No. 1 Novak Djokovic showed once again why he is the toughest out in tennis. The two-time defending Australian Open champion overcame 15th-seeded Stanislas Wawrinka 1-6, 7-5, 6-4, 6-7 (5), 12-10 on Sunday to advance to his 15th consecutive Grand Slam quarterfinal.
Some thoughts on the five-hour, two-minute match, during which Djokovic rallied from 1-6, 2-5 down and Wawrinka played the best tennis of his life:
• Djokovic fights back … and so does Wawrinka: It seems like forever ago that Djokovic was considered weak — a delicate flower that wilted with just the slightest breeze or twinge of heat. His curiously timed medical timeouts and awkward retirements drew the ire of fellow players such as Andy Roddick, who famously criticized the Serb for being a hypochondriac at the U.S. Open in 2008.
But the brash, spiky-haired kid from Belgrade who talked a big game before he even knew what it meant has morphed into an unbreakable statesman of the sport, melding shotmaking, relentlessness and resolve into one bendy No. 1. He’s become a player you simply cannot doubt regardless of the scoreline. He was shell-shocked by Wawrinka early, as the Swiss No. 2 fired backhand lasers for winners and broke Djokovic at will. Djokovic hadn’t been broken once through three rounds, but Wawrinka did so five straight times to take a 6-1, 4-1 lead in the blink of an eye.
“He made me run all over the court,” Djokovic said. “He never gave me the same ball. He was aggressive from both sides. I didn’t know what’s coming up next.”
Yet Djokovic climbed his way back, as he so often does, pressuring Wawrinka with his returns and sorting out his service games. Djokovic erased a 2-5 deficit by winning the final five games of the second set, leveling the match at a set apiece.
The conventional wisdom said Wawrinka would collapse after squandering a golden opportunity to take a two-set lead. The shocker was that he didn’t. After dropping the third set, Wawrinka set up a tiebreaker in the fourth set. He earned a mini-break early and pulled out this incredible point to force a fifth set:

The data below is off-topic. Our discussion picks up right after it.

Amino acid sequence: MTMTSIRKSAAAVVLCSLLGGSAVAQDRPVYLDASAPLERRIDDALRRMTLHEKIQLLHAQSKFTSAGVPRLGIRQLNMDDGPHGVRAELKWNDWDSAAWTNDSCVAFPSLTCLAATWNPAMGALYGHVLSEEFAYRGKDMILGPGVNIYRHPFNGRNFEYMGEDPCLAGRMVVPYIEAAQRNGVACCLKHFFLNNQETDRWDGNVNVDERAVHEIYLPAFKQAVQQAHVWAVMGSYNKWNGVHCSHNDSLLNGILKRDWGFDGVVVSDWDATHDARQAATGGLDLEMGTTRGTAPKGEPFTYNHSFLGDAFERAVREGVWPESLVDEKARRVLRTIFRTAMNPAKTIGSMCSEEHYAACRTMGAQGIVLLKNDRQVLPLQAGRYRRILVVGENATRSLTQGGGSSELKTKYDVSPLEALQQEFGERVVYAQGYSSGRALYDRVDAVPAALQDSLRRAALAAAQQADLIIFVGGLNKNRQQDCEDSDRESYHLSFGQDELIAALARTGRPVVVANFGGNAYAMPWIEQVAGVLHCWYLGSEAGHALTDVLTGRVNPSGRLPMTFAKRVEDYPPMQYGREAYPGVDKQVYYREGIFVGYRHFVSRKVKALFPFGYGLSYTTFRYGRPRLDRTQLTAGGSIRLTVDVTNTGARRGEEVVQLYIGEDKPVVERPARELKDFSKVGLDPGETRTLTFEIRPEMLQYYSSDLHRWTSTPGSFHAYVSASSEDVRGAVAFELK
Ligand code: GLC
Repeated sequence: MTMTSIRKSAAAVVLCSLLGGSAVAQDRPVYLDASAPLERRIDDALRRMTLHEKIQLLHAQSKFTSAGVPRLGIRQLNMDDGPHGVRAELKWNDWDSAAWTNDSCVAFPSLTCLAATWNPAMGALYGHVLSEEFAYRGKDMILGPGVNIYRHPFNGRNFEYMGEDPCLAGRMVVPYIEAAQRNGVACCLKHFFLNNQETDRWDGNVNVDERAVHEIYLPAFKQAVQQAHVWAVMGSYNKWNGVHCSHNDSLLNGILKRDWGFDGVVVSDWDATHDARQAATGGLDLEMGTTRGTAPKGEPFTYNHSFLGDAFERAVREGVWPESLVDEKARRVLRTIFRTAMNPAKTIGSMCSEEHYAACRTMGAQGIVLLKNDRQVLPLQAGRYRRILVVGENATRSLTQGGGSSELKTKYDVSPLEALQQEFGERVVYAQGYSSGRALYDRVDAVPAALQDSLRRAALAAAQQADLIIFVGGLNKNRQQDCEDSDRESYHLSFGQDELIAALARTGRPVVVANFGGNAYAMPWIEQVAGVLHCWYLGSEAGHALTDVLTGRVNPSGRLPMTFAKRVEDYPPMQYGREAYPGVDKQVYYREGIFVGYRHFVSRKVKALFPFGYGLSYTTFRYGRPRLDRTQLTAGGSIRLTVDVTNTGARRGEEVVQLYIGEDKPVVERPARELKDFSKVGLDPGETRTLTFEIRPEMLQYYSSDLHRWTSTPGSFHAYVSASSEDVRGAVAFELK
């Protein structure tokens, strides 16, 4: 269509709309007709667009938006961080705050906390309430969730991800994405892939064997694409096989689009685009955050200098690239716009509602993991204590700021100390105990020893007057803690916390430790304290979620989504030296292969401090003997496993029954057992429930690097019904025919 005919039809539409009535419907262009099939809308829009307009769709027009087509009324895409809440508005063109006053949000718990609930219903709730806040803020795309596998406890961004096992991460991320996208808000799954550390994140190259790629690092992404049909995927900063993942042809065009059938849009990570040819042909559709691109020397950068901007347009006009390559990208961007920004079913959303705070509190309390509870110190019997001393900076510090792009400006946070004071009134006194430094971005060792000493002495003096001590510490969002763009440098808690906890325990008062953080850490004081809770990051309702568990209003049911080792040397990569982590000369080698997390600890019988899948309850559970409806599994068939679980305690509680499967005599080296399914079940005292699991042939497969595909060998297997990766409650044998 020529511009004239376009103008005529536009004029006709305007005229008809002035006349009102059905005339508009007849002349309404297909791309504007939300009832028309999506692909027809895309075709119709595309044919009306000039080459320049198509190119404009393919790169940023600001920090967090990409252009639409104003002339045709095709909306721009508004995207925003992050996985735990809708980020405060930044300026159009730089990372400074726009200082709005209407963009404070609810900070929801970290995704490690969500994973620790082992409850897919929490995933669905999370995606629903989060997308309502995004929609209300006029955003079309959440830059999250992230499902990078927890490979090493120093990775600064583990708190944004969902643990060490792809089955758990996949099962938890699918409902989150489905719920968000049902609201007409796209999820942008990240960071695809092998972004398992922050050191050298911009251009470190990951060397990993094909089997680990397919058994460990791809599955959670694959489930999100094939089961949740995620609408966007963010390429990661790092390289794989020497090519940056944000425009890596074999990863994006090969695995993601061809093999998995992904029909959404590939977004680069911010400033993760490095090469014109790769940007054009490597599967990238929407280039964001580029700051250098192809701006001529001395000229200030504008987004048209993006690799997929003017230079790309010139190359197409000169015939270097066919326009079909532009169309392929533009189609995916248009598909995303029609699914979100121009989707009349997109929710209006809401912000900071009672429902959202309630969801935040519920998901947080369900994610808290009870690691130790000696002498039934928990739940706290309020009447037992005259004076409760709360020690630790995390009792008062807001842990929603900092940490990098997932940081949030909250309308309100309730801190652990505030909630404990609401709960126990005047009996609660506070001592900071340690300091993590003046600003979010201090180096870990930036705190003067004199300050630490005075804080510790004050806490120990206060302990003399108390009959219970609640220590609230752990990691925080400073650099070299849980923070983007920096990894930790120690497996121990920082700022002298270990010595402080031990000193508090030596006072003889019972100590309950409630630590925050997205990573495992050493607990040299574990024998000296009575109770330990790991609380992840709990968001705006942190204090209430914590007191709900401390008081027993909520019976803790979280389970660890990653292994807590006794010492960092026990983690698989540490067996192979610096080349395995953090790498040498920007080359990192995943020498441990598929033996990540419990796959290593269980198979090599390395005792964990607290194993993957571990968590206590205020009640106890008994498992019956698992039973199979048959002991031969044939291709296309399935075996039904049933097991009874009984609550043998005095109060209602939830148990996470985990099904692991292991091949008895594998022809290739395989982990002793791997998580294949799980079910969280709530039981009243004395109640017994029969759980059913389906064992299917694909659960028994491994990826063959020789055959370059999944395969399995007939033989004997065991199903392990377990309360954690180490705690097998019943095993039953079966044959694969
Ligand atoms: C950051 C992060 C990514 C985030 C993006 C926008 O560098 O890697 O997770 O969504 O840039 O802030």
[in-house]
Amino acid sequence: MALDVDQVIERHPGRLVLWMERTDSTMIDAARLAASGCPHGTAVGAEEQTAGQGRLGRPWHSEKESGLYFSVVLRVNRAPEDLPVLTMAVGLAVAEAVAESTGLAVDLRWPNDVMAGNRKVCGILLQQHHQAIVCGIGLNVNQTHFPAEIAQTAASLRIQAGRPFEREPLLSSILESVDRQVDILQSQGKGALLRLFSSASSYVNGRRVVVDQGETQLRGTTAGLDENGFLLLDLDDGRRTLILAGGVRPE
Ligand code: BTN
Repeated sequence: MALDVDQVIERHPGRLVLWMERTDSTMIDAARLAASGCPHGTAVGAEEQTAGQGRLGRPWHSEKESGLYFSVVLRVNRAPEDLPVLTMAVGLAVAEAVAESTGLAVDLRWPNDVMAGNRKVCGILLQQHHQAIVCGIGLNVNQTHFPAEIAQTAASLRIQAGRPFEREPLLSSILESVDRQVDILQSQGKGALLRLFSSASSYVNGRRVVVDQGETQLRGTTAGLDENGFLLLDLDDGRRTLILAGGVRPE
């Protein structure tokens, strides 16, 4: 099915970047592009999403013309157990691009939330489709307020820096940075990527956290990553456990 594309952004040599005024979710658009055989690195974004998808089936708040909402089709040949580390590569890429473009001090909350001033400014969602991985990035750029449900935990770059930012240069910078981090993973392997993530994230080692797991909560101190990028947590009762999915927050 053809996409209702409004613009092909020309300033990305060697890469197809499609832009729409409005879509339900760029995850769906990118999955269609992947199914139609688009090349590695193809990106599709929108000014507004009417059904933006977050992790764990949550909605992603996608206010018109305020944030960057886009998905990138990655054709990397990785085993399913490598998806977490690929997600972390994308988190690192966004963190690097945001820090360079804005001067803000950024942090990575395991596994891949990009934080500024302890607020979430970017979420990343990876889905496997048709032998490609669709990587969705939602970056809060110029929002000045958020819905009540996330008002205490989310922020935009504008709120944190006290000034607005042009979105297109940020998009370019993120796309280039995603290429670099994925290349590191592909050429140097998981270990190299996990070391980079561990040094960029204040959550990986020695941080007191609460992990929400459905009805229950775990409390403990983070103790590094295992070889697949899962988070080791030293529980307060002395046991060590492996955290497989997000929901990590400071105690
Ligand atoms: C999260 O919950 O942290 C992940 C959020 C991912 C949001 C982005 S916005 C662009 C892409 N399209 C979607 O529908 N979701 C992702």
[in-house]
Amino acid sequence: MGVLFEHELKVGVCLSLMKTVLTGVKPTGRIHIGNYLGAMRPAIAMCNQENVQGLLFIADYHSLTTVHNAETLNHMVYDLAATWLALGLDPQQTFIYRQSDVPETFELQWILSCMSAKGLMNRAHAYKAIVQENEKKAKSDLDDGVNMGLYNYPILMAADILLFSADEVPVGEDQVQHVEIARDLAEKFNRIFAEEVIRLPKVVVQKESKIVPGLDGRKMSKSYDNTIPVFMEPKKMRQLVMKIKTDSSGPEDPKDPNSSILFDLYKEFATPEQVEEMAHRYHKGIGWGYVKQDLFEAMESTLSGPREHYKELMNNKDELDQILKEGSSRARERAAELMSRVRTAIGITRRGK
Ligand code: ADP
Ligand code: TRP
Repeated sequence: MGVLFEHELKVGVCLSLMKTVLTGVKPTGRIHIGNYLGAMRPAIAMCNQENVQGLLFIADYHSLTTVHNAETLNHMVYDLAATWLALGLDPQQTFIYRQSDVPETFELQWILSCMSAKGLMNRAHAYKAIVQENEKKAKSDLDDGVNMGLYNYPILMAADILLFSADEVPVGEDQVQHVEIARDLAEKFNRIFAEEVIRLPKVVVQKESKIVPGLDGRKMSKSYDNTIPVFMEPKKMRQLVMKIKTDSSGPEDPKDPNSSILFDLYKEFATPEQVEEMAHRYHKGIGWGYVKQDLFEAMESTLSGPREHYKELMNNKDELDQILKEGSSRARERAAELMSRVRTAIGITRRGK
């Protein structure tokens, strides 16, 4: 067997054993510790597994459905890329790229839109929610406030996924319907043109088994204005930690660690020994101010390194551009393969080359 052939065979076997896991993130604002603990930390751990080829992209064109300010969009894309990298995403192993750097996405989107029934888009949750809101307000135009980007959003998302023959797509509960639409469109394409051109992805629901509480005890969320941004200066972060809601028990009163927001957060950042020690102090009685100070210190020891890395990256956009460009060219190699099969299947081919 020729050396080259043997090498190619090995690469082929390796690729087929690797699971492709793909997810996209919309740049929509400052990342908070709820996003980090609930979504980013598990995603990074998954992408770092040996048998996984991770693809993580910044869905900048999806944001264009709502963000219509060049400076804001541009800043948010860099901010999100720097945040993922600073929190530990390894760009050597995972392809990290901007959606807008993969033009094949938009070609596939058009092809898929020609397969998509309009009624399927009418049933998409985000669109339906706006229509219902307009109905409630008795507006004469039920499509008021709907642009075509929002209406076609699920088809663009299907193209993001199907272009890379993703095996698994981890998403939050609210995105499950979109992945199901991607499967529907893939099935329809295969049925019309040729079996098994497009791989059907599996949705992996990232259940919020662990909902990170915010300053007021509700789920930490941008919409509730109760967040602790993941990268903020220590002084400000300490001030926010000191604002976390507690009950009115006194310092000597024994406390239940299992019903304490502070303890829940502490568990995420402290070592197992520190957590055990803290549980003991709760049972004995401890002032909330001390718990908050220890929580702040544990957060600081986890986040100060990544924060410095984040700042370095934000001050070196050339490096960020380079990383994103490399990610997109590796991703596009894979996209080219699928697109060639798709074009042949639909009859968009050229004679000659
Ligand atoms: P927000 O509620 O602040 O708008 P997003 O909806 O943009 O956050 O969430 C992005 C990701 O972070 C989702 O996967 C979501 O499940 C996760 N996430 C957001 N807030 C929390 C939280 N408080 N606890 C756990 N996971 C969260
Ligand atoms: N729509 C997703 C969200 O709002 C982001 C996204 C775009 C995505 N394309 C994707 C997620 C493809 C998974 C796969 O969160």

Again, the expectation was that Wawrinka would fade in the deciding set, especially because he started cramping and received massages on both legs during multiple changeovers in the fifth. But he broke Djokovic in the first game and, after giving the break right back, kept pace with Djokovic from there. Wawrinka had four break points at 4-4 but couldn’t convert, and the two exchanged routine holds until the 22nd and final game of the set. The Swiss saved two match points, including one on yet another terrific backhand winner, but Djokovic finally converted on his third chance in the game.
Wawrinka matched Djokovic’s resiliency and made him earn everything — including a riveting match point:
“Well, it definitely ranks right at the top,” Djokovic, no stranger to epic five-setters at the Australian Open, said of the match. “One of the longest, most interesting and most exciting matches I played in my career.
“All the credit to him. I feel sorry that one of us had to lose. He definitely deserved to win.”
Asked how he stayed positive after losing the second set, Wawrinka said: “Because I was playing great tennis … against the No. 1 in front of a full house. I don’t know why I would be negative.”
• No one saw Stan the Man coming: I admit to thinking that this would be a forgettable matchup. Wawrinka had lost 10 head-to-head meetings in a row (including the last four in straight sets), his last victory coming in 2006. He has performed gamely at times against the top players but hasn’t been able to sustain that tenacity in the face of an onslaught. On Sunday, however, he fought with the belief that he could topple Djokovic.
“It’s by far my best match I ever [played], especially in five sets against the No. 1 player,” Wawrinka said. “For sure, I’m really sad. … But I think there is more positive than negative.”
Whether Wawrinka can replicate that level and intensity throughout the year bears watching.
• Challenge rejected: With Djokovic facing the last of those four break points at 4-4 in the fifth set, Wawrinka hit a return that was called long. A replay showed that the ball was good, but Wawrinka — after looking to umpire Enric Molina for advice — declined to challenge. The players would have replayed the point if Wawrinka had challenged, but he expressed no regret after the match.
“I cannot say I was unlucky for that,” he said. ”When you play five hours, for sure you have some option to win. … It’s not one bad call or one challenge that can change the match.”
• Next up for Djokovic: Djokovic will take on Tomas Berdych in the quarterfinals on Tuesday. It’s hard to doubt Djokovic’s ability to bounce back from these draining matches. After all, this is the guy who, after beating Andy Murray in four hours and 50 minutes in the Australian Open semifinals last year, rebounded two days later and outlasted Rafael Nadal in a five-hour, 53-minute final.
“I know I can recover,” Djokovic said. “I know I have it in me.”